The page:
We hope to see many of you in one of our workshops over the next year!

More information: Greenfoot Hubs web page

End of Year Reflections
23 Dec 2010

As we quickly approach the end of the year by many people’s calendars, this seems like as good a time as any for some reflections, a look back, a look forward and a few thank yous.

On 1st March 2010, we officially opened the Greenroom. And it has been fascinating to watch ever since.

We had been talking about the idea for such a site for quite some time before then. I had thought for a long time that it would be great to have a place where we could have a community of peers supporting each other, sharing, helping, working together, trying to make all our work easier and the lives of the kids we teach a bit better.

I am a programmer, and I am used to work with technology. But at the end, it’s not about the technology, it’s about people. This — the building of the Greenroom — is the most directly social project I’ve worked on so far, and it was a bit scary at times.

The main worry was that it wouldn’t work. I don’t mean that in the technical sense. We have excellent developers working on our team and I’ve always had faith in their ability to build the technology. I mean as a social experiment.

If you build it, they will come”, they say. I don’t think it’s true. All too often, you build it, and nobody bothers showing up. Then you and your mate Bob sit there staring at each other in silence, and cold wind blows through empty corridors. It isn’t quite that easy.

There are many, many repositories of teaching resources that have tried and failed. People have said, only slightly facetiously, that there seem to be more repositories than teaching resources. The fact is that many projects, having built a repository, have struggled to keep it alive after the initial setup phase. How do you get people to spend their time posting resources? It is work! And for what reward?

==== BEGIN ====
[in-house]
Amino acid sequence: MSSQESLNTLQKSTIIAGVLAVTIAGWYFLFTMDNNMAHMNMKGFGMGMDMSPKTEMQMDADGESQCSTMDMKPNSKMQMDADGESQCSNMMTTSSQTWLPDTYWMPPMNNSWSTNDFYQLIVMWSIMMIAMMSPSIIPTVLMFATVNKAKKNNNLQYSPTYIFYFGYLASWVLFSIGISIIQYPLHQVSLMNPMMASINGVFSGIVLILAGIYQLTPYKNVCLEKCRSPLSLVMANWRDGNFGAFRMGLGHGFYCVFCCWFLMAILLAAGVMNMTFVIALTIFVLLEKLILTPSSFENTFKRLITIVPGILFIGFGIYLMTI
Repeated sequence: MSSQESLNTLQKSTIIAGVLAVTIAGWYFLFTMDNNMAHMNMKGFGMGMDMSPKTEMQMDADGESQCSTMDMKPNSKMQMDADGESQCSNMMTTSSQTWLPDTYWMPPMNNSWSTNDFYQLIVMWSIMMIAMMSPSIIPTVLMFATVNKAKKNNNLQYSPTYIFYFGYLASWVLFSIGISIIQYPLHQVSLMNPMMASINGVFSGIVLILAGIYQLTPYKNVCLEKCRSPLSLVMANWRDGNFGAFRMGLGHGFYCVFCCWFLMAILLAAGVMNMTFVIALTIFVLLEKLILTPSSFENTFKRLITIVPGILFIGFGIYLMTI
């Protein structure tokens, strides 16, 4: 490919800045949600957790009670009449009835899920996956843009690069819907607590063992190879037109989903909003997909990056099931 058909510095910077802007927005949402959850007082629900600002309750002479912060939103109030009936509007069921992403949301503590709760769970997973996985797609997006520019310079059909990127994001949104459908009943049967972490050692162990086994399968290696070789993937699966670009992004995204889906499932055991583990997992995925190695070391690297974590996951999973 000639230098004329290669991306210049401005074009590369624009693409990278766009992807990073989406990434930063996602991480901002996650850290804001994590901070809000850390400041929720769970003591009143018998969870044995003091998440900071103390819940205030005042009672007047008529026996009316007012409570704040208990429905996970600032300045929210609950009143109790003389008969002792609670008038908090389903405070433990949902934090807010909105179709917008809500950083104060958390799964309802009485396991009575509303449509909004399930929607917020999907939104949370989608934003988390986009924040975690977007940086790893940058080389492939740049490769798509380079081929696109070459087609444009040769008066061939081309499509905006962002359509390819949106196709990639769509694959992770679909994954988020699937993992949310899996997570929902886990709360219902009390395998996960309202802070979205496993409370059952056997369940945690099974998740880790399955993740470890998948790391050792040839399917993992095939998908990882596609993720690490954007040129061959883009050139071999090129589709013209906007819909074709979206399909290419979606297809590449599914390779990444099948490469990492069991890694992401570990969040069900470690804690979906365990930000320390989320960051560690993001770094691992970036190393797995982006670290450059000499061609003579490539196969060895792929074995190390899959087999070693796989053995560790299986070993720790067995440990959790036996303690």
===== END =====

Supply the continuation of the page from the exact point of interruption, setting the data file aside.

Each of those repositories lives in a self-reinforcing cycle: If people don’t post stuff, then the repository is not interesting. If it’s not interesting, no one looks at it. And if nobody looks, people don’t bother posting.

How do you set the cycle onto a positive path?

Clay Shirky, who probably knows more about this than most, when writing about social online communities summed it up like this:

What is required to make a large, long-lived online group successful?I can now answer with some confidence: It depends.

So when we opened the Greenroom, we were very anxious to see whether people would sign up, and how they would interact with the site, and with each other. Before this Greenroom, there was a temporary one, a stop-gap measure while we were working on this implementation. It was a kind of “Greenroom 0.5” — the Greenroom run as a Google discussion group.